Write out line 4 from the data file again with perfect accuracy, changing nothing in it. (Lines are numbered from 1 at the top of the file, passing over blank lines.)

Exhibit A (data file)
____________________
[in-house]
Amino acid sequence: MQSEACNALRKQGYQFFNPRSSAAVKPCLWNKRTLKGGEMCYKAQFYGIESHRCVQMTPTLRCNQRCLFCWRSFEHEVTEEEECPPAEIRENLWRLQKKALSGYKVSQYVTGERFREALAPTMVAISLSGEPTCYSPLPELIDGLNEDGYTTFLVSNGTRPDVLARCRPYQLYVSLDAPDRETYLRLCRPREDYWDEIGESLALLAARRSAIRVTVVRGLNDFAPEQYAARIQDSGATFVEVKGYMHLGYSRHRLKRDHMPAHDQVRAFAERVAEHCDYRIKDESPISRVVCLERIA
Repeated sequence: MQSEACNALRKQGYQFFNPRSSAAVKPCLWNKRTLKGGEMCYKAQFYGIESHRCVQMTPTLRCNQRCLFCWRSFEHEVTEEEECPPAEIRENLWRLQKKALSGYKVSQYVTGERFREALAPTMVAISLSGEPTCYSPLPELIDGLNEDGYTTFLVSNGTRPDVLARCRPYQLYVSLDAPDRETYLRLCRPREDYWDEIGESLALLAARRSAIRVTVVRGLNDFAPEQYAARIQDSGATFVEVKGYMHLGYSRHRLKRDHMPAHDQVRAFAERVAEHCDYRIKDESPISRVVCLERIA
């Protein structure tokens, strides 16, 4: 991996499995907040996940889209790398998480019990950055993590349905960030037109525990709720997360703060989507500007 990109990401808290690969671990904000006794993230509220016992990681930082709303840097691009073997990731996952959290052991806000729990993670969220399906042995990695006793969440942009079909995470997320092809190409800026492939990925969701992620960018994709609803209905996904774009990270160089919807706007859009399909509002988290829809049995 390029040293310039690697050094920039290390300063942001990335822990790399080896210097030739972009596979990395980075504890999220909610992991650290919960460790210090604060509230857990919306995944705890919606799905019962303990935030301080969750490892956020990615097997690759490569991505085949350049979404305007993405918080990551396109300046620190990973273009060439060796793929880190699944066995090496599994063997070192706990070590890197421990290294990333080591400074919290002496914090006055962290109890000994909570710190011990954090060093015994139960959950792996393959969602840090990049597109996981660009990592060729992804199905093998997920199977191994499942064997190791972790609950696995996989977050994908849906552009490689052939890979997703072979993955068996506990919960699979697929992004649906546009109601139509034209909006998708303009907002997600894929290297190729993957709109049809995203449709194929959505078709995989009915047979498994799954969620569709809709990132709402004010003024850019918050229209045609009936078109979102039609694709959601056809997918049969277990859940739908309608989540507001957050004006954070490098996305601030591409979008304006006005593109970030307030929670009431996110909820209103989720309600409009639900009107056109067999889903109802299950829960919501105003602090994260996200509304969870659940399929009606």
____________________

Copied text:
């Protein structure tokens, strides 16, 4: 991996499995907040996940889209790398998480019990950055993590349905960030037109525990709720997360703060989507500007 990109990401808290690969671990904000006794993230509220016992990681930082709303840097691009073997990731996952959290052991806000729990993670969220399906042995990695006793969440942009079909995470997320092809190409800026492939990925969701992620960018994709609803209905996904774009990270160089919807706007859009399909509002988290829809049995 390029040293310039690697050094920039290390300063942001990335822990790399080896210097030739972009596979990395980075504890999220909610992991650290919960460790210090604060509230857990919306995944705890919606799905019962303990935030301080969750490892956020990615097997690759490569991505085949350049979404305007993405918080990551396109300046620190990973273009060439060796793929880190699944066995090496599994063997070192706990070590890197421990290294990333080591400074919290002496914090006055962290109890000994909570710190011990954090060093015994139960959950792996393959969602840090990049597109996981660009990592060729992804199905093998997920199977191994499942064997190791972790609950696995996989977050994908849906552009490689052939890979997703072979993955068996506990919960699979697929992004649906546009109601139509034209909006998708303009907002997600894929290297190729993957709109049809995203449709194929959505078709995989009915047979498994799954969620569709809709990132709402004010003024850019918050229209045609009936078109979102039609694709959601056809997918049969277990859940739908309608989540507001957050004006954070490098996305601030591409979008304006006005593109970030307030929670009431996110909820209103989720309600409009639900009107056109067999889903109802299950829960919501105003602090994260996200509304969870659940399929009606």